GBA Logo horizontal Facebook LinkedIn Email Pinterest Twitter Instagram YouTube Icon Navigation Search Icon Main Search Icon Video Play Icon Audio Play Icon Headphones Icon Plus Icon Minus Icon Check Icon Print Icon Picture icon Single Arrow Icon Double Arrow Icon Hamburger Icon TV Icon Close Icon Sorted Hamburger/Search Icon
Green Basics

Hydronic Systems

UPDATED on April 18, 2014Hydronic Systems Circulate Hot Water

Heat, but no ducts for air conditioning

Hydronic heating systems distribute heat by pumping water or a solution of water and antifreeze through tubing made from copper or a type of plastic called cross-linked polyethylene (PEX). Most systems rely on a boiler to heat the fluid. They typically burn fossil fuels, such as natural gas, heating oil, or propane. Dual-fuel boilers can burn either one of two fuels, cordwood or fuel oil, for example.

Other appliances are sometimes used to provide hot water, such as a heat pump, water heater, or solar collectors (see More About Hydronic Systems below).

Hydronic heating systems can include baseboard radiators, wall or ceiling panels, in-floor radiant tubing, fan-coil units, or a combination of two or three of these. Baseboard and free-standing radiators need relatively hot water — 160° F or higher — to operate while radiant-floor systems can heat a house with much cooler water temperatures.

Hydronic heating systems are clean and quiet

Because hydronic heat does not rely on the circulation of air, it does not move dust and other contaminants around the house. Most hydronic systems don’t use fans, either, so they don’t make much noise and they don’t create drafts. The pressure imbalances that forced-air systems can inadvertently create are not a problem with hydronic systems.

The big drawback with a hot-water heating system is that it’s limited to providing heat. Unlike a forced-air system, it doesn’t have ductwork that also can be used for mechanical ventilation, air filtration, central dehumidification, or (in most climates) air conditioning. If homeowners want an air conditioning system, it will have to be added separately.

In-floor radiant heat is unobtrusive

Radiant-floor heat usually relies on loops of plastic tubing embedded in the floor. (Some in-floor radiant systems use electric resistance coils embedded in…

GBA Prime

This article is only available to GBA Prime Members

Sign up for a free trial and get instant access to this article as well as GBA’s complete library of premium articles and construction details.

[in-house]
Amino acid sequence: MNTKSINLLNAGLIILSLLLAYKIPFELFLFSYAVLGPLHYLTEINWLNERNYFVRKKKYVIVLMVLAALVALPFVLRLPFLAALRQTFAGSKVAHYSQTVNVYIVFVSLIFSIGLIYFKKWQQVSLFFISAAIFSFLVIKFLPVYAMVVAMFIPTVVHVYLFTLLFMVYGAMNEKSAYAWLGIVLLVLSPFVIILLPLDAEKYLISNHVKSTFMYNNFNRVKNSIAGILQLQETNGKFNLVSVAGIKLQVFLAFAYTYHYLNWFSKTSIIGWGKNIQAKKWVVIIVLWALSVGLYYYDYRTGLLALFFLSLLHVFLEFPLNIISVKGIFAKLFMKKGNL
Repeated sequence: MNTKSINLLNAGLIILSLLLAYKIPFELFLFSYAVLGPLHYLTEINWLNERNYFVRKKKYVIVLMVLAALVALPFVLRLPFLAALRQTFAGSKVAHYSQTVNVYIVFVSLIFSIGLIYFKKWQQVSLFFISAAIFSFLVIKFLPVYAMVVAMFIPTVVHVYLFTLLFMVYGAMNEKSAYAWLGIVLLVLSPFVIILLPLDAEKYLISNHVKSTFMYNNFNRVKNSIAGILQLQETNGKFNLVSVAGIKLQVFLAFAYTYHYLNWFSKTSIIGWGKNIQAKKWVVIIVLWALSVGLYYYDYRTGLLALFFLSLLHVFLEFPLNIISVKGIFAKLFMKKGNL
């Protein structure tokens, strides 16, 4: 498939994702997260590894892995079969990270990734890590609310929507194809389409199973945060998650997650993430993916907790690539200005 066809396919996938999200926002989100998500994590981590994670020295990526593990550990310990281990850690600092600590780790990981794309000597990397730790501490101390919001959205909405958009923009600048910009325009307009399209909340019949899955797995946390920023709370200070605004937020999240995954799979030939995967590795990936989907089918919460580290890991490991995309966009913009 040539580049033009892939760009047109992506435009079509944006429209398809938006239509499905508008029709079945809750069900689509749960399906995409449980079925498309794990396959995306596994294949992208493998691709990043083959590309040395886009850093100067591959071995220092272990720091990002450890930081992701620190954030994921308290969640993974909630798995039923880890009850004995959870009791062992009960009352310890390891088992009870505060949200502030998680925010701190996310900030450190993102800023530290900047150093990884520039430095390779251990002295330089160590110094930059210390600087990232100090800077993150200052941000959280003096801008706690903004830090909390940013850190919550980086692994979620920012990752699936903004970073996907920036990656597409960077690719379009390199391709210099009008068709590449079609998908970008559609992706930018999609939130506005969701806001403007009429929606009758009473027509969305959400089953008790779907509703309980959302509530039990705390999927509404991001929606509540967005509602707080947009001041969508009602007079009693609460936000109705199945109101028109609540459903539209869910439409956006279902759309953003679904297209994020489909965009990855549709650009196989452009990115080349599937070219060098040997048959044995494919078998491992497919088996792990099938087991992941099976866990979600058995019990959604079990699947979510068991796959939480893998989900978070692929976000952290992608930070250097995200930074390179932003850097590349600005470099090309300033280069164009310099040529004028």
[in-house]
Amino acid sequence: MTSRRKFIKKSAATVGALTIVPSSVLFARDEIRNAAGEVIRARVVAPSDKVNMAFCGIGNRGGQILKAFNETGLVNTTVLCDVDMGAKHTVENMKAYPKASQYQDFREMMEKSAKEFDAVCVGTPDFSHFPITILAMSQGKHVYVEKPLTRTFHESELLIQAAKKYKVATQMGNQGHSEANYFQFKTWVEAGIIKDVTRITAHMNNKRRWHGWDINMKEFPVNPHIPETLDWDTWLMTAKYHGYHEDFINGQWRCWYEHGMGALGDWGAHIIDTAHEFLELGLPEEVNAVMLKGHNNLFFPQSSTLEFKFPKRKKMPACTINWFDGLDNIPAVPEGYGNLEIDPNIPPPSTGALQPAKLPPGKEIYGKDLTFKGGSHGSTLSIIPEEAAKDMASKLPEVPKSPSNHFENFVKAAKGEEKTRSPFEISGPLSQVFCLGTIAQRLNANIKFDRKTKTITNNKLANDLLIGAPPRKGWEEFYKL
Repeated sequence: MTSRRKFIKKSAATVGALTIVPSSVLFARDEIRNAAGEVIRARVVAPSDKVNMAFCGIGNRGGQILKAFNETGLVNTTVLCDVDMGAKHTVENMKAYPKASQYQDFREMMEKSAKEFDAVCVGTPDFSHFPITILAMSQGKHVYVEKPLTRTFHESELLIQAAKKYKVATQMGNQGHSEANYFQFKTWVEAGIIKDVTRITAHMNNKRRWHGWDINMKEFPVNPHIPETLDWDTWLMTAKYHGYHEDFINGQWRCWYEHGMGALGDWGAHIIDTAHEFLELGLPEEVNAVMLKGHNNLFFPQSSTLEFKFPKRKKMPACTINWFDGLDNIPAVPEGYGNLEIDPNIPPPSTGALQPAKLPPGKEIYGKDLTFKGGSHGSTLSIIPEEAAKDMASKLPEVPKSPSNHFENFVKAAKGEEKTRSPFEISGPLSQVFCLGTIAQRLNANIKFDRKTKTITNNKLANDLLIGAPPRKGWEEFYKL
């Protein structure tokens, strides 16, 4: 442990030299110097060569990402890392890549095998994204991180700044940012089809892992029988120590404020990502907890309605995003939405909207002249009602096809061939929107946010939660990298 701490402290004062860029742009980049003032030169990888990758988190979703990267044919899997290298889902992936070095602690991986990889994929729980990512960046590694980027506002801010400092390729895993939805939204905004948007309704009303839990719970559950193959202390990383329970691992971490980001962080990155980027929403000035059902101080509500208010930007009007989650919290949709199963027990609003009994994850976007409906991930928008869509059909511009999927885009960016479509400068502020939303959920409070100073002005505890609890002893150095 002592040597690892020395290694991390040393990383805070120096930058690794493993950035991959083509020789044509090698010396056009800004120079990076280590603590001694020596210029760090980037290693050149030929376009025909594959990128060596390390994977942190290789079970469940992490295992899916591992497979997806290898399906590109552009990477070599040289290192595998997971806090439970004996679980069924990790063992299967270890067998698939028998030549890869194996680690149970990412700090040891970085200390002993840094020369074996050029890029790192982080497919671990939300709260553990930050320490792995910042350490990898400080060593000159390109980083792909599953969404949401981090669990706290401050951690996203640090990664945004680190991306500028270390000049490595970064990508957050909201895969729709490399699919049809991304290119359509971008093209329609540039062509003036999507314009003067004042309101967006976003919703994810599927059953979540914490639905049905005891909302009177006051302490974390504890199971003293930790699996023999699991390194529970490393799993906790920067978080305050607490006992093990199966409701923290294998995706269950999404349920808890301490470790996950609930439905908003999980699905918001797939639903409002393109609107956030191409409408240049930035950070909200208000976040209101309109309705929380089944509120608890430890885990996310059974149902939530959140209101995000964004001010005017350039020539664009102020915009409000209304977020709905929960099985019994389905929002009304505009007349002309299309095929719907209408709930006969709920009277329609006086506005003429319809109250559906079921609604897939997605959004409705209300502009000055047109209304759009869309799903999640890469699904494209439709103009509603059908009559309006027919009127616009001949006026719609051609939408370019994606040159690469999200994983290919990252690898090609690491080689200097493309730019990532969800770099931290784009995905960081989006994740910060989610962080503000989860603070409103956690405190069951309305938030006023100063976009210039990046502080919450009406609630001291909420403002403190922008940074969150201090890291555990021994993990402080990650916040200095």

Start Free Trial

6 Comments

  1. David Kurtz | | #1

    Pump selection
    Could someone point me to any literature dealing with selection of pumps? I am specifically trying to find out thoughts on saving money doing one pump instead of two. One larger one that might do double duty circulating water through an open loop solar thermal system(40 feet up to the roof) during the day and then dumping the heat into my pre-plumbed radiant slab (basement(400sf) main floor(1000sf) and master bath(150sf). Water pressure would be enough for preheating for domestic use. Thanks for any help! Great site! Cant wait to keep reading!-dk

  2. User avater GBA Editor
    Martin Holladay | | #2

    Sizing hydronic circulators
    David,
    Here are three resources for sizing hydronic circulators:

    1. A good book is:
    Modern Hydronic Heating for Residential and Light Commercial Buildings, by John Siegenthaler. Cengage Learning, 2003. ISBN #0766816370.
    http://books.google.com/books?id=WdPg_1aTtr8C

    2. Here's an online guide: "Sizing Circulators for Hot Water Heating Systems."
    http://www.heatinghelp.com/newsletter.cfm?Id=125

    3. "Hydronic Heating and Hot Water Recirc Systems," a handbook published by Grudfos, a manufacturer of circulators, is available online.
    http://www.google.com/url?sa=t&source=web&ct=res&cd=1&url=http%3A%2F%2Fwww.grundfos.com%2Fweb%2FHOMEca.NSF%2Fab34d734e50cd531c1256569004a2b74%2F21ed2dd0cfc75a1c852574050053c0c0%2F%24FILE%2FL-UP-SL-033.pdf&ei=WgMTSqnsHsuDtge05v2gBA&usg=AFQjCNGjRCpliNSbEe0E-vdBavN1AuVjSQ&sig2=Z_WOnko6tRW0LT64SOeNmA

  3. User avater
    Michael Chandler | | #3

    Pump charts
    I've found the pump charts in the Grainger catalogue to be useful in sizing Taco pumps for these sorts of applications. With 40 feet to the roof you are looking at a Taco 009 or larger. But the floor loops would probably be served by an 006 which would likely be less expensive than the three-way valve you would need to divert the flow from the solar harvesting circuit to the radiant heating circuit, so the savings of using a single pump would likely not materialize.

    Recently I've been getting some very energy-efficient French pumps from Solar H2ot in Cary, NC, and they have an engineer there, Dan Gretch, 919-656-9810, who is very helpful on phone support and pump sizing and pipe design.

  4. GARY H | | #4

    How to get ALL the facts about radiant heat and other uesfull
    The publication used by the design Engineering HVAC professional WORLD can now be yours FREE.
    SO why not get the facts as published around the world rather than listen to billybob?

  5. MIke | | #5

    Electric or gas hydronic in floor heating
    I am building a new home on the water about 2800 SQft with 12 ft vaulted cieling over the living and kitchen area. My lower floor area is foam block foundation. I am trying to figure out if gas is better or electric hydronic in floor for heating. I am considering the gas unit that will do both the floor heating and hot water. an un bias opion would be helpful

  6. GBA Editor
    Mike Guertin | | #6

    P&M Link
    Gary H's post included an incorrect link. I think it should have been to Plumbing and Mechanical magazine: http://www.pmmag.com

Log in or become a member to post a comment.

Community

Recent Questions and Replies

  • |
  • |
  • |
  • |